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Data Search & Dragonfly.

Regular Expressions can be used to search for patterns in data.

Exclusions (there's one when no dictionary 'word' matches any part of data searched) can help to find encrypted data. After decrypting they can be catalogued and indexed for Regular Expression searches.

Defensive Dragonfly should let users be alerted about certain data patterns passing through their internets.

This method can be used to effectively and reliably uncover facts (hidden meanings), at least in the Internet.

Basic Regular Expressions Tutorial:

Sequences of symbols (letters, digits and many others) can form Character Strings that can be used as part of Regular Expression pattern.

For example:

'Mat' regular expression pattern can be found in Character String: 'I liked this Matrix film', but does not match it (it would have to be exact to be a match).

To find a word in a character string add '.*' at beginning and at the end to make it match it.

For example:

'.*Mat.*' matches 'I like this Matrix film'.

Dot symbol '.' matches any symbol and can be used in a pattern.

For example:

'Al...' regular expression pattern matches Character Strings 'Aloha', 'Alice' and other five symbol Character Strings starting with letters 'Al'.

Question symbol '?' means 0 or 1 occurances of a symbol and can be used in a pattern.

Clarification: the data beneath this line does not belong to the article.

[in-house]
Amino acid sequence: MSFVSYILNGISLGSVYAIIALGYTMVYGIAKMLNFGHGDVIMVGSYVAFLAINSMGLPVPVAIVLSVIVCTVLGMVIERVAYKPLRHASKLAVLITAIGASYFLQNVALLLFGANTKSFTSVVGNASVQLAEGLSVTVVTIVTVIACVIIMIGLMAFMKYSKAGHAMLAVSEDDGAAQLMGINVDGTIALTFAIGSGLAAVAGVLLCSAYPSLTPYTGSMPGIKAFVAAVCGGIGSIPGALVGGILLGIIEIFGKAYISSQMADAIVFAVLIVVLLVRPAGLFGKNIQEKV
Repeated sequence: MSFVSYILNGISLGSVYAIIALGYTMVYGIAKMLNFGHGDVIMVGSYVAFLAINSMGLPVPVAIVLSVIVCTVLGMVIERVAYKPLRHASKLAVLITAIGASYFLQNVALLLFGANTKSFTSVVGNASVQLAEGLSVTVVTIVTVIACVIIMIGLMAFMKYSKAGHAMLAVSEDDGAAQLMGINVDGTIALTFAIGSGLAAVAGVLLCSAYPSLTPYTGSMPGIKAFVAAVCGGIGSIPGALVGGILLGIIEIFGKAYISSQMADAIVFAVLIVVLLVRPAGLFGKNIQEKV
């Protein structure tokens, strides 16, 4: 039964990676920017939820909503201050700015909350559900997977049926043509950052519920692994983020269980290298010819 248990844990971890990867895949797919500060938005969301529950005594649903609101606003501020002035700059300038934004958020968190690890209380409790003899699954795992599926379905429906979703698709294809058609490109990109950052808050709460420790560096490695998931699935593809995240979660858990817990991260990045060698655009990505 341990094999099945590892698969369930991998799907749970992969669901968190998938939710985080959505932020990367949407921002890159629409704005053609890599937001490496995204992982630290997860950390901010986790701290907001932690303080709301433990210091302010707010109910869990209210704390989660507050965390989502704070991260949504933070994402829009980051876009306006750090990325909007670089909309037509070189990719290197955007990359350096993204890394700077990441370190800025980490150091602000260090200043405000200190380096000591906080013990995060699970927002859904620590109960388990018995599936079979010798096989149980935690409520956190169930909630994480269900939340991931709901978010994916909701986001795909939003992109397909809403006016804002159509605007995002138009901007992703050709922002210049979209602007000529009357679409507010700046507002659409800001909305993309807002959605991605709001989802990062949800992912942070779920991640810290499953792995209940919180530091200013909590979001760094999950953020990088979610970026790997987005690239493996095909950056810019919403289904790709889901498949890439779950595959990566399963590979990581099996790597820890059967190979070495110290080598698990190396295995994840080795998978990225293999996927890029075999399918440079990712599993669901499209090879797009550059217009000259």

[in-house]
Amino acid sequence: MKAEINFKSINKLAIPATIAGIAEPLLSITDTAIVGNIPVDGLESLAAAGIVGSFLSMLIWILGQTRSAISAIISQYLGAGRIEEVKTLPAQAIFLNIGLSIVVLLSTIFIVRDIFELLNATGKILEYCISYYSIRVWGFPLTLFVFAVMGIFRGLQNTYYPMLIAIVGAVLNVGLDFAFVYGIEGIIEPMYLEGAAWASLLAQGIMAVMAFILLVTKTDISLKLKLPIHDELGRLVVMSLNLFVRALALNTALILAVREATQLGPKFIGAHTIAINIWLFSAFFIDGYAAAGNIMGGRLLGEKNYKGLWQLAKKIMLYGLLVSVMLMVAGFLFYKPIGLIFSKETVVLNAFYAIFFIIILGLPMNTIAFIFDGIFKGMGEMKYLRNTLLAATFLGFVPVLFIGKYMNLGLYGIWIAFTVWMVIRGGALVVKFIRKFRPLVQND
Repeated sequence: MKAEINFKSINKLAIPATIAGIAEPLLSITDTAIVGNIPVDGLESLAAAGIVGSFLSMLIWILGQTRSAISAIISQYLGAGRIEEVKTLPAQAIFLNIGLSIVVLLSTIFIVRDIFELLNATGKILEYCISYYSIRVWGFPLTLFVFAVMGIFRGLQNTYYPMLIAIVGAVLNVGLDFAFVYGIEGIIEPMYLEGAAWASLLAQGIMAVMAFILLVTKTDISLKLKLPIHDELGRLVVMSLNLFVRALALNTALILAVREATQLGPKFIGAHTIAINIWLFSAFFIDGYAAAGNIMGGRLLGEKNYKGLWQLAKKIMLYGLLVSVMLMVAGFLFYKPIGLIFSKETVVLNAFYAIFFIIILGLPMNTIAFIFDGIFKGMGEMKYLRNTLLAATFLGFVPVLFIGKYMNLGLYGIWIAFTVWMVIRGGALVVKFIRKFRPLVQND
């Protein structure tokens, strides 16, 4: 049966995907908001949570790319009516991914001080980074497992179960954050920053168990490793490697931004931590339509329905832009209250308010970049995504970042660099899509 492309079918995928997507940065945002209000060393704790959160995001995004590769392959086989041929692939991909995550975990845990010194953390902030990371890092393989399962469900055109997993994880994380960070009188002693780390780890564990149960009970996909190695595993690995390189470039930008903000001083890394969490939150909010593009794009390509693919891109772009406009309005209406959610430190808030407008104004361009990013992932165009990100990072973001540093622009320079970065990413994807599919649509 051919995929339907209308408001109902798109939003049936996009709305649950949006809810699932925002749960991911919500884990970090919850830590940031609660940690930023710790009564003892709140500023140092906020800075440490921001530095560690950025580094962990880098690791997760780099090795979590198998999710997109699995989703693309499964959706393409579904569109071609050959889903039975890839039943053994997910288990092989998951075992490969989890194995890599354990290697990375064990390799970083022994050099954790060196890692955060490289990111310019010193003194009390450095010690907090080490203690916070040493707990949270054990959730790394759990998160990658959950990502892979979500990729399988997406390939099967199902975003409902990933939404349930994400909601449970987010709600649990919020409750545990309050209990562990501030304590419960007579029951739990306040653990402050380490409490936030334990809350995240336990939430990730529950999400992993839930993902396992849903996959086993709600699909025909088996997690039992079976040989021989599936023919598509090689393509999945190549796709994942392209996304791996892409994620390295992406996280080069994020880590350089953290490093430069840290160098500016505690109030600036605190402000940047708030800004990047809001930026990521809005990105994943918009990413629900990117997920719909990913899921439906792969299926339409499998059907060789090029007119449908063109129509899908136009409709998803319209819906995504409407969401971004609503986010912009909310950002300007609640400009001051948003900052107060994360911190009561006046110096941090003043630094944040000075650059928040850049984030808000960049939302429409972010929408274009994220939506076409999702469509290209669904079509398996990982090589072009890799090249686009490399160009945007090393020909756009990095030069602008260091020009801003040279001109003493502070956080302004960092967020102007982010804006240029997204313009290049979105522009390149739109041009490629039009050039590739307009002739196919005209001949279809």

For example:

'Ann?' matches either 'An' or 'Ann' Character Strings, while 'An.?' matches 'An' or 'Ann' or 'Ana' or 'An1' or many other Character strings.

Plus symbol '+' means 1 or more occurances of a symbol.

Asterisk symbol '*' means 0 or more occurances of a symbol.

Brackets '(' and ')' can be used to group symbols.

For example:

'(an)*as' matches character sequences 'ananas', 'anas', 'as', 'anananas' and many other similar ones.

There are other 'special symbols' used in regular expressions, but that's basics and a way of thinking.

Check implementation details for more, for regular expressions can be extended as for example in Java (numbered groups).

Basic Exclusions Tutorial:

We have character sequence string: 'I liked this Matrix film'.

We have regular expression patterns for 'Mat...' and 'film'.

This way we can find words 'Matrix' and 'film' in input sequence, and 'I liked this ' and ' ' character sequences as exclusions.

If it was encrypted data, we could find it this way and decrypt for further processing, which could be easily automated.

If we wished to find 'Matrix film' character sequence we'd have to define pattern 'Matrix film'. This would not find these words seperately.

See also: Dragonfly & Windshield, Internet, the Internet, and Intranets.

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